Dollar Tree (NASDAQ:DLTR) Posts Q4 Sales In Line With Estimates But Stock Drops on Guidance

Full Report / March 13, 2024

Discount treasure-hunt retailer Dollar Tree (NASDAQ:DLTR) reported results in line with analysts' expectations in Q4 FY2023, with revenue up 11.9% year on year to $8.64 billion. The company expects next quarter's revenue to be around $7.75 billion, slightly above analysts' estimates. It made a GAAP loss of $7.85 per share, down from its profit of $2.04 per share in the same quarter last year.

Dollar Tree (DLTR) Q4 FY2023 Highlights:

  • Revenue: $8.64 billion vs analyst estimates of $8.65 billion (small miss)
  • EPS: -$7.85 vs analyst estimates of $2.65 (-$10.50 miss) ($1.1 billion impairment charge)
  • Management's revenue guidance for the upcoming financial year 2024 is $31.5 billion at the midpoint, missing analyst estimates by 0.7% and implying 2.9% growth (vs 7.9% in FY2023)
  • Management's EPS guidance for the upcoming financial year 2024 is $7.00 at the midpoint, missing analyst estimates of $7.07 by 1.0% 
  • Gross Margin (GAAP): 32.2%, up from 31% in the same quarter last year
  • Free Cash Flow of $470.8 million, down 14.8% from the same quarter last year
  • Same-Store Sales were up 3% year on year (slight beat)
  • Store Locations: 16,774 at quarter end, increasing by 434 over the last 12 months
  • Market Capitalization: $32.61 billion

A treasure hunt because there’s no guarantee of consistent product selection, Dollar Tree (NASDAQ:DLTR) is a discount retailer that sells general merchandise and select packaged food at extremely low prices.

Founded in 1986 and initially selling items priced at $1 or less, the company has since expanded its selection and price points. However, most items are still under $5 with an extensive selection under $2.

While low prices are an obvious benefit to the consumer, the tradeoff is consistency of selection. One day, a shopper may find bottles of name-brand dish soap for $1 that would sell for much more elsewhere. However, that product may not be available weeks later. This is why the Dollar Tree experience is often called a treasure hunt. The company’s sourcing and logistics capabilities are a key reason prices are so low. Shorter-term deals and arbitrage opportunities are prioritized by the merchandising team over long-term supplier agreements.

Dollar Tree is known for party supplies, holiday décor, home goods, toys, and a limited snack selection, but the company also operates the Family Dollar banner. Acquired in 2015, Family Dollar focuses more on food and consistent selection to serve the grocery needs of lower-income households. The concept competes most directly with Dollar General and looks to locate stores in rural or suburban areas not served well by large regional grocery chains or general merchandise behemoths like Walmart.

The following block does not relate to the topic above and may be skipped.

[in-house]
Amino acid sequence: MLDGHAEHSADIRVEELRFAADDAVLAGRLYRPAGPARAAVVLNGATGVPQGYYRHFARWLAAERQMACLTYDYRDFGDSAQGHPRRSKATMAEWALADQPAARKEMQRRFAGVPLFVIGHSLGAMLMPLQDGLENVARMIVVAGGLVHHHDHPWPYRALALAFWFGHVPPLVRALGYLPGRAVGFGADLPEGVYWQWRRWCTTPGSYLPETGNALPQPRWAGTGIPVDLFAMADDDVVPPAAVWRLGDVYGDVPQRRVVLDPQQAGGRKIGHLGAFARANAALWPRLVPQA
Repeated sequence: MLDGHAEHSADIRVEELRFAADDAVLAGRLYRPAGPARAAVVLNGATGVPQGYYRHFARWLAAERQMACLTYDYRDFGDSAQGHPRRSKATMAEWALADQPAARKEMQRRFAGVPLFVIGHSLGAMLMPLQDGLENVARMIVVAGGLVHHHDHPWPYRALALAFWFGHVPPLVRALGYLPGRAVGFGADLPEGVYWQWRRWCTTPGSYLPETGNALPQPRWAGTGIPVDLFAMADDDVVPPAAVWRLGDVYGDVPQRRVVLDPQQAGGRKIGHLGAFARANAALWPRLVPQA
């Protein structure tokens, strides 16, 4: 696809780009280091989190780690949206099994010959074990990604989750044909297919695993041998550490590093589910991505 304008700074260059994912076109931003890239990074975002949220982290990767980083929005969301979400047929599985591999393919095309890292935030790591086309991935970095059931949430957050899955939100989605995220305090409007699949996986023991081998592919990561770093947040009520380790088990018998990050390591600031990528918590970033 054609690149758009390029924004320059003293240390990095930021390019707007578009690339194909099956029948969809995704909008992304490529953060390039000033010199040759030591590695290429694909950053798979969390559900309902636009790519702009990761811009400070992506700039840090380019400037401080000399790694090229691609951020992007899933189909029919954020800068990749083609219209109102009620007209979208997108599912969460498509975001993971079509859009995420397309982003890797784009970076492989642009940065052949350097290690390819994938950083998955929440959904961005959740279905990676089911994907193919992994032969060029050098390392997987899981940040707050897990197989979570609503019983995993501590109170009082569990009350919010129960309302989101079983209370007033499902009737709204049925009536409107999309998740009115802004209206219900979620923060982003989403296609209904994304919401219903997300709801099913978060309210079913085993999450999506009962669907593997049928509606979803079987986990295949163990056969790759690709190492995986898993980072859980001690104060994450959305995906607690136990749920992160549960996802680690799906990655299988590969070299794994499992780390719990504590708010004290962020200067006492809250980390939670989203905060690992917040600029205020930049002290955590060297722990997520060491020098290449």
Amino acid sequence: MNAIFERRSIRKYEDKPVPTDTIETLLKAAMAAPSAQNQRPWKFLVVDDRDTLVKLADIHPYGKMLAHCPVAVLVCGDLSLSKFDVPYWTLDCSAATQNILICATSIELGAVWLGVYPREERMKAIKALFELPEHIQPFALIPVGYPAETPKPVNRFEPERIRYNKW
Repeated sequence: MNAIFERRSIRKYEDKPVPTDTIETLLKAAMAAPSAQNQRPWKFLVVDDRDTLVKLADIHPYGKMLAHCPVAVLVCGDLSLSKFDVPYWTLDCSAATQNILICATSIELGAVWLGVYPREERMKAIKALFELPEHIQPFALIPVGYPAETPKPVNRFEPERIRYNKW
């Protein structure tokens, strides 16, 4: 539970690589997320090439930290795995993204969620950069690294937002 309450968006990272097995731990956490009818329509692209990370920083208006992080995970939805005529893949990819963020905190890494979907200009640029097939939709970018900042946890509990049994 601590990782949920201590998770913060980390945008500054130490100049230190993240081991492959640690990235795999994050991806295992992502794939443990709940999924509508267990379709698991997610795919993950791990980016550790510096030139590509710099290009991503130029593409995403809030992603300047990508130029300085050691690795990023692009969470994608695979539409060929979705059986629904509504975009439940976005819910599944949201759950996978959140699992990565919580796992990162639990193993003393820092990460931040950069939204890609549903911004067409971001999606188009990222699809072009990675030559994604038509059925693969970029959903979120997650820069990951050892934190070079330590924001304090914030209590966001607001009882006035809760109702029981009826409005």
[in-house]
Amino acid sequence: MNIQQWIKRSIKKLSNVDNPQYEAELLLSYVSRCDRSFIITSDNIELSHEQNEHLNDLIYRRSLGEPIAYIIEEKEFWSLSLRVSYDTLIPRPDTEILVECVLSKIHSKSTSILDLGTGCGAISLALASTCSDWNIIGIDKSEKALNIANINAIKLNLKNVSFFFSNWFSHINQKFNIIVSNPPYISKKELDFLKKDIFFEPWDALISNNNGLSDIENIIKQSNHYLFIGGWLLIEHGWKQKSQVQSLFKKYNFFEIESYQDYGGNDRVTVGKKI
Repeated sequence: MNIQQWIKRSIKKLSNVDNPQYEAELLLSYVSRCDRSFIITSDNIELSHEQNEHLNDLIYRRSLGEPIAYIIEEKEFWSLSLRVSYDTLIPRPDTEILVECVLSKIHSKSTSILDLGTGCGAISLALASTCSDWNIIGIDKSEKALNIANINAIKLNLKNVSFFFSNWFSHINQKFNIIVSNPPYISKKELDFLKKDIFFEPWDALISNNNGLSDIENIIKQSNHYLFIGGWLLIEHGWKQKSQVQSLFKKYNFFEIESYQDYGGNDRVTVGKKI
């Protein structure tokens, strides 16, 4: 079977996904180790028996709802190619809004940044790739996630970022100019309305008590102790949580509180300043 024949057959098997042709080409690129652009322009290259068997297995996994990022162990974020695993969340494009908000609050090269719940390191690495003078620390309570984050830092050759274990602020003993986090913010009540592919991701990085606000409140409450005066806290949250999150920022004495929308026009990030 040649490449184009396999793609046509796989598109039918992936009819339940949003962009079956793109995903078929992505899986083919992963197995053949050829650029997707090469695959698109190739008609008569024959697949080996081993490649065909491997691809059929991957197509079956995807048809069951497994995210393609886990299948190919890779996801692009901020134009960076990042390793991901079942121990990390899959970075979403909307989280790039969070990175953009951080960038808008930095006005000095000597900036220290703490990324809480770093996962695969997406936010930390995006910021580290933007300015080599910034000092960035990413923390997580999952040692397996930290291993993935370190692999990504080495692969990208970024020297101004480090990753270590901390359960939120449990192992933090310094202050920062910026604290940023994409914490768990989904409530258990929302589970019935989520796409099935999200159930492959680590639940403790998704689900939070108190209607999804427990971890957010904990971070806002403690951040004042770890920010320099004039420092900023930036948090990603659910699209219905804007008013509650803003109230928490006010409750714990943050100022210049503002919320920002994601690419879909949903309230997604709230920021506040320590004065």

Discount Grocery Store

Traditional grocery stores are go-tos for many families, but discount grocers serve those who may not have a traditional grocery store nearby or who may have different spending thresholds. Certain rural or lower-income areas simply don’t have a grocery store. Additionally, some lower-income families would prefer to buy in smaller quantities than available at most stores (think one or two paper towel rolls at a time). While online competition threatens all of retail, grocery is one of the least penetrated because of the nature of buying food. Furthermore, those buying small quantities for immediate need are even less likely to leverage e-commerce for these purposes.

Competitors that offer a treasure-hunt experience centered around general merchandise and/or snacks include Five Below (NASDAQ:FIVE), Dollarama (TSX:DOL), and TJX (NYSE:TJX).

Sales Growth

Dollar Tree is one of the larger companies in the consumer retail industry and benefits from economies of scale, enabling it to gain more leverage on fixed costs and offer consumers lower prices.

As you can see below, the company's annualized revenue growth rate of 6.7% over the last four years (we compare to 2019 to normalize for COVID-19 impacts) was weak , but to its credit, it opened new stores and grew sales at existing, established stores.

Dollar Tree Total Revenue